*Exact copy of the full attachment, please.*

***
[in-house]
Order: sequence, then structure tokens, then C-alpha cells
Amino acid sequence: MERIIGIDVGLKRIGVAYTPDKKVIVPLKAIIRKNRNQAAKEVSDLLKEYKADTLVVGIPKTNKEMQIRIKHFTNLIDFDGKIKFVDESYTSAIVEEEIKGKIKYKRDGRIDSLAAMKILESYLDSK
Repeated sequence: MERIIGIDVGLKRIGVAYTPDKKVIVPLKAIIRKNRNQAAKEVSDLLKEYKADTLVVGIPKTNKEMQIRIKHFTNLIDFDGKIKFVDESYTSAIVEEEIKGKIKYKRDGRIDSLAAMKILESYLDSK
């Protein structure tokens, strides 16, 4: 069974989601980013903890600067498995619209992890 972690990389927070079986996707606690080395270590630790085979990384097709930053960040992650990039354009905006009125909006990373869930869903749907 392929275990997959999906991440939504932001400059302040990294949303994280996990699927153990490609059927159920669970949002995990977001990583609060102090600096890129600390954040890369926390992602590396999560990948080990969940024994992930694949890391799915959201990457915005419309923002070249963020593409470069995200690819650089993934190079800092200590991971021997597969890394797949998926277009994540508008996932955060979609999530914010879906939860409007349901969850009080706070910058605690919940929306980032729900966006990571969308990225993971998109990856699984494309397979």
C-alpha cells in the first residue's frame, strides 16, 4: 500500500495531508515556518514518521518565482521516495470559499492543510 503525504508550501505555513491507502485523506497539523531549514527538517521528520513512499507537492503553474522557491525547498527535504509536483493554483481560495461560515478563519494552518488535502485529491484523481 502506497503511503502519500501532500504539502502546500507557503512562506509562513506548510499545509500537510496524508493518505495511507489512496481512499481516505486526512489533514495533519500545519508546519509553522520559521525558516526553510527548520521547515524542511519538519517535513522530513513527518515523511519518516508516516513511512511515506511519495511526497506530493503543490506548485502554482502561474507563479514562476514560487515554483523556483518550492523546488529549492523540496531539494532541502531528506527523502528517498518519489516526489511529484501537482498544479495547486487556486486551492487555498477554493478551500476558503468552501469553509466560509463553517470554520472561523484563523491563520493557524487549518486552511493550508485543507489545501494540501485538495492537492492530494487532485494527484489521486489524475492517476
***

[in-house]
Order: sequence, then structure tokens, then C-alpha cells
Amino acid sequence: MERIIGIDVGLKRIGVAYTPDKKVIVPLKAIIRKNRNQAAKEVSDLLKEYKADTLVVGIPKTNKEMQIRIKHFTNLIDFDGKIKFVDESYTSAIVEEEIKGKIKYKRDGRIDSLAAMKILESYLDSK
Repeated sequence: MERIIGIDVGLKRIGVAYTPDKKVIVPLKAIIRKNRNQAAKEVSDLLKEYKADTLVVGIPKTNKEMQIRIKHFTNLIDFDGKIKFVDESYTSAIVEEEIKGKIKYKRDGRIDSLAAMKILESYLDSK
């Protein structure tokens, strides 16, 4: 069974989601980013903890600067498995619209992890 972690990389927070079986996707606690080395270590630790085979990384097709930053960040992650990039354009905006009125909006990373869930869903749907 392929275990997959999906991440939504932001400059302040990294949303994280996990699927153990490609059927159920669970949002995990977001990583609060102090600096890129600390954040890369926390992602590396999560990948080990969940024994992930694949890391799915959201990457915005419309923002070249963020593409470069995200690819650089993934190079800092200590991971021997597969890394797949998926277009994540508008996932955060979609999530914010879906939860409007349901969850009080706070910058605690919940929306980032729900966006990571969308990225993971998109990856699984494309397979």
C-alpha cells in the first residue's frame, strides 16, 4: 500500500495531508515556518514518521518565482521516495470559499492543510 503525504508550501505555513491507502485523506497539523531549514527538517521528520513512499507537492503553474522557491525547498527535504509536483493554483481560495461560515478563519494552518488535502485529491484523481 502506497503511503502519500501532500504539502502546500507557503512562506509562513506548510499545509500537510496524508493518505495511507489512496481512499481516505486526512489533514495533519500545519508546519509553522520559521525558516526553510527548520521547515524542511519538519517535513522530513513527518515523511519518516508516516513511512511515506511519495511526497506530493503543490506548485502554482502561474507563479514562476514560487515554483523556483518550492523546488529549492523540496531539494532541502531528506527523502528517498518519489516526489511529484501537482498544479495547486487556486486551492487555498477554493478551500476558503468552501469553509466560509463553517470554520472561523484563523491563520493557524487549518486552511493550508485543507489545501494540501485538495492537492492530494487532485494527484489521486489524475492517476